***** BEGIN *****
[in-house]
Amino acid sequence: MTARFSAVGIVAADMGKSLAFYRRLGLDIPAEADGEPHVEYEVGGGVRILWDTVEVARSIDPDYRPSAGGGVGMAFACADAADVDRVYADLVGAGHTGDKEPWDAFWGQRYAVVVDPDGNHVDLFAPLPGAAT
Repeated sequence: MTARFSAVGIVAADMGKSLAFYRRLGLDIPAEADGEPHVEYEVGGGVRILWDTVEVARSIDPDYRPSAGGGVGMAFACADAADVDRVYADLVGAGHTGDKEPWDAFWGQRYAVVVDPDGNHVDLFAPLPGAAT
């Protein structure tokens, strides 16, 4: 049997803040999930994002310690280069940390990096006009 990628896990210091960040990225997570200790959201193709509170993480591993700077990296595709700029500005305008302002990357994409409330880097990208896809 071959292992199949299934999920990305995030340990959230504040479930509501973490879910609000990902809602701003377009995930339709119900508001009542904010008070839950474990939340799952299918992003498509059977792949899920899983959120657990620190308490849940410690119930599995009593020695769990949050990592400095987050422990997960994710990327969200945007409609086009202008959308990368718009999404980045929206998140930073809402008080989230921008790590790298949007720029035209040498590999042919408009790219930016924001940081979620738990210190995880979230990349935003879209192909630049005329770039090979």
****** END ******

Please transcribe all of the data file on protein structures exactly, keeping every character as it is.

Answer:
[in-house]
Amino acid sequence: MTARFSAVGIVAADMGKSLAFYRRLGLDIPAEADGEPHVEYEVGGGVRILWDTVEVARSIDPDYRPSAGGGVGMAFACADAADVDRVYADLVGAGHTGDKEPWDAFWGQRYAVVVDPDGNHVDLFAPLPGAAT
Repeated sequence: MTARFSAVGIVAADMGKSLAFYRRLGLDIPAEADGEPHVEYEVGGGVRILWDTVEVARSIDPDYRPSAGGGVGMAFACADAADVDRVYADLVGAGHTGDKEPWDAFWGQRYAVVVDPDGNHVDLFAPLPGAAT
């Protein structure tokens, strides 16, 4: 049997803040999930994002310690280069940390990096006009 990628896990210091960040990225997570200790959201193709509170993480591993700077990296595709700029500005305008302002990357994409409330880097990208896809 071959292992199949299934999920990305995030340990959230504040479930509501973490879910609000990902809602701003377009995930339709119900508001009542904010008070839950474990939340799952299918992003498509059977792949899920899983959120657990620190308490849940410690119930599995009593020695769990949050990592400095987050422990997960994710990327969200945007409609086009202008959308990368718009999404980045929206998140930073809402008080989230921008790590790298949007720029035209040498590999042919408009790219930016924001940081979620738990210190995880979230990349935003879209192909630049005329770039090979």